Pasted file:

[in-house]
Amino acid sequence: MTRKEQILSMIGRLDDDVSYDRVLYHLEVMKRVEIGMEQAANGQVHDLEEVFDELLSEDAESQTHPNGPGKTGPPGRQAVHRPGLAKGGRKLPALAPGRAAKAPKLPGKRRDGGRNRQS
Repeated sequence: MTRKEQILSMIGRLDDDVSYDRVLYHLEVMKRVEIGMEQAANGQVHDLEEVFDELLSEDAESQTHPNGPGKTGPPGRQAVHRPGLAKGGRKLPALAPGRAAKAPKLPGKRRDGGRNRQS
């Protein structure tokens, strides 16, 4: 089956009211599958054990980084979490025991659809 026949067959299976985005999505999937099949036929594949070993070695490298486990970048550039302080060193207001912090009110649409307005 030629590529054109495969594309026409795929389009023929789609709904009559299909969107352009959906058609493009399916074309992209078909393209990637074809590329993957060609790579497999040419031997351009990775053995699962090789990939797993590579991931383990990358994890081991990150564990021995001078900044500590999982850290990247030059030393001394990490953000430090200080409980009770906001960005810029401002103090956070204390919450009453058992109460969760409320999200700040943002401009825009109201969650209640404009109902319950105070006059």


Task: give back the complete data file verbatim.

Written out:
[in-house]
Amino acid sequence: MTRKEQILSMIGRLDDDVSYDRVLYHLEVMKRVEIGMEQAANGQVHDLEEVFDELLSEDAESQTHPNGPGKTGPPGRQAVHRPGLAKGGRKLPALAPGRAAKAPKLPGKRRDGGRNRQS
Repeated sequence: MTRKEQILSMIGRLDDDVSYDRVLYHLEVMKRVEIGMEQAANGQVHDLEEVFDELLSEDAESQTHPNGPGKTGPPGRQAVHRPGLAKGGRKLPALAPGRAAKAPKLPGKRRDGGRNRQS
């Protein structure tokens, strides 16, 4: 089956009211599958054990980084979490025991659809 026949067959299976985005999505999937099949036929594949070993070695490298486990970048550039302080060193207001912090009110649409307005 030629590529054109495969594309026409795929389009023929789609709904009559299909969107352009959906058609493009399916074309992209078909393209990637074809590329993957060609790579497999040419031997351009990775053995699962090789990939797993590579991931383990990358994890081991990150564990021995001078900044500590999982850290990247030059030393001394990490953000430090200080409980009770906001960005810029401002103090956070204390919450009453058992109460969760409320999200700040943002401009825009109201969650209640404009109902319950105070006059």